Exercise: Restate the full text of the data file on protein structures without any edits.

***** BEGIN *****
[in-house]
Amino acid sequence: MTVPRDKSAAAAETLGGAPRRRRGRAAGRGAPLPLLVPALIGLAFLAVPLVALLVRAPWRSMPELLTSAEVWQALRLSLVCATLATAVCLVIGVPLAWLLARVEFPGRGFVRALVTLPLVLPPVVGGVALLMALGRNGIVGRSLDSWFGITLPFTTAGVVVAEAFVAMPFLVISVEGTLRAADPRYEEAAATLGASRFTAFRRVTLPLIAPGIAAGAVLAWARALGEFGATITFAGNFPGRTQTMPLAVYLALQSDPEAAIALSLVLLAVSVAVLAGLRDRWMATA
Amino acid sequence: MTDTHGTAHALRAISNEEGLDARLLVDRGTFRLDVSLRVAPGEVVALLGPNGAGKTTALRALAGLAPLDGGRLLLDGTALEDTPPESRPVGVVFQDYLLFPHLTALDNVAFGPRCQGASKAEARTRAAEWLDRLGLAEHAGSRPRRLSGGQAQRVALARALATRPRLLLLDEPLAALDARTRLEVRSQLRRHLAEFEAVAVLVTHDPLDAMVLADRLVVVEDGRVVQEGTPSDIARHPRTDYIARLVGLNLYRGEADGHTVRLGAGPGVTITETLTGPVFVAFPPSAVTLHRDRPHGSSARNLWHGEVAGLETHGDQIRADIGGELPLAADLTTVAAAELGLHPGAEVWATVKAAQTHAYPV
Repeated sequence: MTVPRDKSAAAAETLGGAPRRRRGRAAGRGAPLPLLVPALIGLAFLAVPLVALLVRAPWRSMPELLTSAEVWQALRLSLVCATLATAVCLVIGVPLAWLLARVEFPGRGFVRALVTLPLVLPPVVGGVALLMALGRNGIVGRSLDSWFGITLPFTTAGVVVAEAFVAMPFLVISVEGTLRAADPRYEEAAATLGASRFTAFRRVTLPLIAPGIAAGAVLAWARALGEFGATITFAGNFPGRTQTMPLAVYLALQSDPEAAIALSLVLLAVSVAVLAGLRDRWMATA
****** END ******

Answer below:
[in-house]
Amino acid sequence: MTVPRDKSAAAAETLGGAPRRRRGRAAGRGAPLPLLVPALIGLAFLAVPLVALLVRAPWRSMPELLTSAEVWQALRLSLVCATLATAVCLVIGVPLAWLLARVEFPGRGFVRALVTLPLVLPPVVGGVALLMALGRNGIVGRSLDSWFGITLPFTTAGVVVAEAFVAMPFLVISVEGTLRAADPRYEEAAATLGASRFTAFRRVTLPLIAPGIAAGAVLAWARALGEFGATITFAGNFPGRTQTMPLAVYLALQSDPEAAIALSLVLLAVSVAVLAGLRDRWMATA
Amino acid sequence: MTDTHGTAHALRAISNEEGLDARLLVDRGTFRLDVSLRVAPGEVVALLGPNGAGKTTALRALAGLAPLDGGRLLLDGTALEDTPPESRPVGVVFQDYLLFPHLTALDNVAFGPRCQGASKAEARTRAAEWLDRLGLAEHAGSRPRRLSGGQAQRVALARALATRPRLLLLDEPLAALDARTRLEVRSQLRRHLAEFEAVAVLVTHDPLDAMVLADRLVVVEDGRVVQEGTPSDIARHPRTDYIARLVGLNLYRGEADGHTVRLGAGPGVTITETLTGPVFVAFPPSAVTLHRDRPHGSSARNLWHGEVAGLETHGDQIRADIGGELPLAADLTTVAAAELGLHPGAEVWATVKAAQTHAYPV
Repeated sequence: MTVPRDKSAAAAETLGGAPRRRRGRAAGRGAPLPLLVPALIGLAFLAVPLVALLVRAPWRSMPELLTSAEVWQALRLSLVCATLATAVCLVIGVPLAWLLARVEFPGRGFVRALVTLPLVLPPVVGGVALLMALGRNGIVGRSLDSWFGITLPFTTAGVVVAEAFVAMPFLVISVEGTLRAADPRYEEAAATLGASRFTAFRRVTLPLIAPGIAAGAVLAWARALGEFGATITFAGNFPGRTQTMPLAVYLALQSDPEAAIALSLVLLAVSVAVLAGLRDRWMATA